Bond Fund StructuresBond Funds
Bond Fund Fees
Your return from funds is partially based on how you pay, and how much you pay for them. Fund fees eliminate portions of your returns, so purchasing and holding a bond fund with high expenses won’t necessarily help you out. Bond funds, like mutual funds, have many potential fees structures. The problem is that bond funds are composed of bonds, which are low return vehicles. Expenses spent on commissions and fees cost higher percentages of your returns than they would with equity based vehicles. To get a decent return, you must hold bond funds even longer than equity based mutual funds. There are four basic fee types that are charged by funds: Operating Expenses, 12b-1 Expenses, Front End Loads, and Back End Loads.
Operating Bond Fund Fees
Operating expenses are the outlays a fund encounters running day to day. All of the basic costs of trading, administration, and fees are charged to operating expenses. The bill is never delivered to investors, but charged against assets found in the fund annually. When you are comparing operating expenses you should limit comparison in fee charges to bond funds within the same category. High operating expense funds depress earnings and reduce the effects of compounding. They will affect your returns more the longer the bonds are held. It’s especially important to select lower expense ratios in funds you will be holding a long period of time.
12b-1 Bond Fund Fees
12b-1 Charges are similar to operating expenses. These pay almost exclusively external costs, such as commissions to brokers, marketing, and advertising fees. These fees are charged in addition to loads or operating expenses and generally is unavoidable. They are limited by the US Securities and Exchange Commission to a charge of under a single percentage point for sale, service, and maintenance. Just like most of your expenses or charges, these fees are subtracted from the assets currently in the fund annually. You will never receive a direct charge for 12b-1 charges.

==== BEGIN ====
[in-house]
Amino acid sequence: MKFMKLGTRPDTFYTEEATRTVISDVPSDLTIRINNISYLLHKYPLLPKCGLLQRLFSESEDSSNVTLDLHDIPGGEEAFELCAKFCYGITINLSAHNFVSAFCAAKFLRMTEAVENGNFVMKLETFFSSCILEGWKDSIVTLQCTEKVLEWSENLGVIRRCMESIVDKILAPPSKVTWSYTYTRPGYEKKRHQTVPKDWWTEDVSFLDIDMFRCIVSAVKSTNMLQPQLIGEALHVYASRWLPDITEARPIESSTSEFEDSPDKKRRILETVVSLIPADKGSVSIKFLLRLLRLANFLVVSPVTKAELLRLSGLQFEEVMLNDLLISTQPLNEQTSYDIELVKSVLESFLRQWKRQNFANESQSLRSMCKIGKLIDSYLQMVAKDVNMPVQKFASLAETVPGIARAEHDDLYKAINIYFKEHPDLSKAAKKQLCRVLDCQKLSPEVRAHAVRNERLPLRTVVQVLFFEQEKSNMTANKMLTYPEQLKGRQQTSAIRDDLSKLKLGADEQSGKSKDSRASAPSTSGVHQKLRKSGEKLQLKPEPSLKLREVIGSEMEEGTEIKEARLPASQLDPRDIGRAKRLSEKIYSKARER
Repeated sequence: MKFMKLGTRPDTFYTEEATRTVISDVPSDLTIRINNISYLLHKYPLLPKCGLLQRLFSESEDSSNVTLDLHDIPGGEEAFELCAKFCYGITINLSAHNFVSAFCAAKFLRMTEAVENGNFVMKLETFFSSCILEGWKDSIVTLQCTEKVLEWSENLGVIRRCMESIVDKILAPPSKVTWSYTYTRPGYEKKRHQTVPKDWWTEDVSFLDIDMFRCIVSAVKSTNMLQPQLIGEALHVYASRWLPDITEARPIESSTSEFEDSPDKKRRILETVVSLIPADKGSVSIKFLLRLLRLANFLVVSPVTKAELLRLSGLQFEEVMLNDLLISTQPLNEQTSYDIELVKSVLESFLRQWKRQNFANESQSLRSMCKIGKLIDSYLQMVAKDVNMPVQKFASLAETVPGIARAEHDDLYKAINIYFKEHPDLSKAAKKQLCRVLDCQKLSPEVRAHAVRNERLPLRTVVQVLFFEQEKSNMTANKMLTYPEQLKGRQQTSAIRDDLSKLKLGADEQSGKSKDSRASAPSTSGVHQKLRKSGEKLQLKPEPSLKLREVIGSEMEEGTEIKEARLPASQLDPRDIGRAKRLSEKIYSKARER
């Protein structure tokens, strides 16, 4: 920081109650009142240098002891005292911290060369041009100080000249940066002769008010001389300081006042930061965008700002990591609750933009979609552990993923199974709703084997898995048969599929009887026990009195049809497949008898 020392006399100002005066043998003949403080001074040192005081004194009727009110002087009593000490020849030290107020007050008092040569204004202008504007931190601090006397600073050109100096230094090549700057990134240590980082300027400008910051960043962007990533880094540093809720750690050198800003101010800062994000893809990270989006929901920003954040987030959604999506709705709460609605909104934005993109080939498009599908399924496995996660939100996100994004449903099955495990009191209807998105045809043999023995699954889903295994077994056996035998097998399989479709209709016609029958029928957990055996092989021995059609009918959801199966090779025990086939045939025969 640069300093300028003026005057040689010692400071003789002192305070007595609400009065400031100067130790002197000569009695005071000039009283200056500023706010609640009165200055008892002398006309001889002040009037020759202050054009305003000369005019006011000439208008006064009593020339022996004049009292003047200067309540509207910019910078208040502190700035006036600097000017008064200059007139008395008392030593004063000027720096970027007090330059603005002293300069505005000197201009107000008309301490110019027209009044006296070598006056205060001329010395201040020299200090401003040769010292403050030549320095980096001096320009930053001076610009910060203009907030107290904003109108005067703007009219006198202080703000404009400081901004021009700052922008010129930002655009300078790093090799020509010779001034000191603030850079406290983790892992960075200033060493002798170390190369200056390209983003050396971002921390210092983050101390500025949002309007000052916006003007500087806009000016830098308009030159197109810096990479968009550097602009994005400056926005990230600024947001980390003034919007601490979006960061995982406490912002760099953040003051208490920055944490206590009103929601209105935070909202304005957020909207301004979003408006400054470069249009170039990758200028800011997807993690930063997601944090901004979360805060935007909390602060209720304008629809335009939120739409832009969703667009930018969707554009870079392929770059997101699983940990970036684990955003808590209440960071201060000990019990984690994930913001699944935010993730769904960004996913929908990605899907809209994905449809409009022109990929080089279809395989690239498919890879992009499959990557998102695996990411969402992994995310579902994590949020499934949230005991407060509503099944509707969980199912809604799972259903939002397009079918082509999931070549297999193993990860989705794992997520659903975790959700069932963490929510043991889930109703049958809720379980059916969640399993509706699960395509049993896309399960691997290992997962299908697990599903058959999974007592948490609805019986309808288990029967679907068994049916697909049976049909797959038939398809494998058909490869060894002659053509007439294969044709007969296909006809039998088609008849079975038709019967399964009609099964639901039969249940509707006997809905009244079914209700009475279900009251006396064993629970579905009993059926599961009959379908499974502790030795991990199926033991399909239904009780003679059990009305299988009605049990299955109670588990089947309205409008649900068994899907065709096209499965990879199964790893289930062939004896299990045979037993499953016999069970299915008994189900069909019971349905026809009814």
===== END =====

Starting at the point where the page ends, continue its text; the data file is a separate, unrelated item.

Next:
Front End Loads
Front End Loads are just another word for commissions. When you enter a fund with a front end load, you pay these sales charges in addition to the funds other costs. These are not an additional charge, but subtracted from your initial investment in the fund. If you place one thousand dollars in a fund with a five percent front end load, $50 will be taken from the investment as the fee. The rest will be invested into the fund. These charges are mostly directed to the brokers, and not the funds themselves. These funds can run up to 8% charges, but you should especially avoid high front end loads since they do absolutely nothing for the investment. It is possible to find funds without front end loads, known as “No-Load” funds. These should be preferred over other funds, all else equal. The longer a fund is held, the more time you can be compensated for the initial expense of the Front End Load, but loads should be avoided whenever possible. Don’t pay them unless it’s absolutely required.
Back End Loads
Back End Loads are a fee for cashing out. Like operating expenses and front end loads, you don’t actually receive a bill for these charges. If you sell your stake in a fund this charge deducts your money on exit. The back-end load is subtracted from the total amount of money sent to you. Back end loads are decreased the longer you hold the fund, a specific percentage every year. Eventually, some funds allow you to reach a zero percent load while others will always charge a minimum fee. Back end loads should be avoided whenever possible. They essentially reduce your earnings and increase the amount of time you must hold a fund to cancel out the loss with returns or interest.
The worst funds, in terms of expenses, will charge high front or back end loads, high 12b-1 fees, and a higher end expense ratio. The best funds, in terms of expenses, will charge no front or back end load, a moderate 12b-1 charge, and a lower expense ratio. Remember that higher fees will depress your earnings, and increase the amount of time you must hold the fund to break even or earn profits.
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